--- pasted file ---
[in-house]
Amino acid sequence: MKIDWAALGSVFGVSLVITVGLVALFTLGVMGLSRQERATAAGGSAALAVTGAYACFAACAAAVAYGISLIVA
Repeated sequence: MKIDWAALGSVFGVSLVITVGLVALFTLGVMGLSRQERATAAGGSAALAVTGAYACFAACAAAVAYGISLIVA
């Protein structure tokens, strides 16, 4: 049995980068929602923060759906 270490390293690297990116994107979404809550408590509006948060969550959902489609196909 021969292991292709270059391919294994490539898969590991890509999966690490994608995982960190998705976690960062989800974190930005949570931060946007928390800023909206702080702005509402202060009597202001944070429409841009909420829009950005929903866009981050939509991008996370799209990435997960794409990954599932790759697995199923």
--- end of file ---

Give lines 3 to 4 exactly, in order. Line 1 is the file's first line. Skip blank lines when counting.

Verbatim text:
Repeated sequence: MKIDWAALGSVFGVSLVITVGLVALFTLGVMGLSRQERATAAGGSAALAVTGAYACFAACAAAVAYGISLIVA
């Protein structure tokens, strides 16, 4: 049995980068929602923060759906 270490390293690297990116994107979404809550408590509006948060969550959902489609196909 021969292991292709270059391919294994490539898969590991890509999966690490994608995982960190998705976690960062989800974190930005949570931060946007928390800023909206702080702005509402202060009597202001944070429409841009909420829009950005929903866009981050939509991008996370799209990435997960794409990954599932790759697995199923």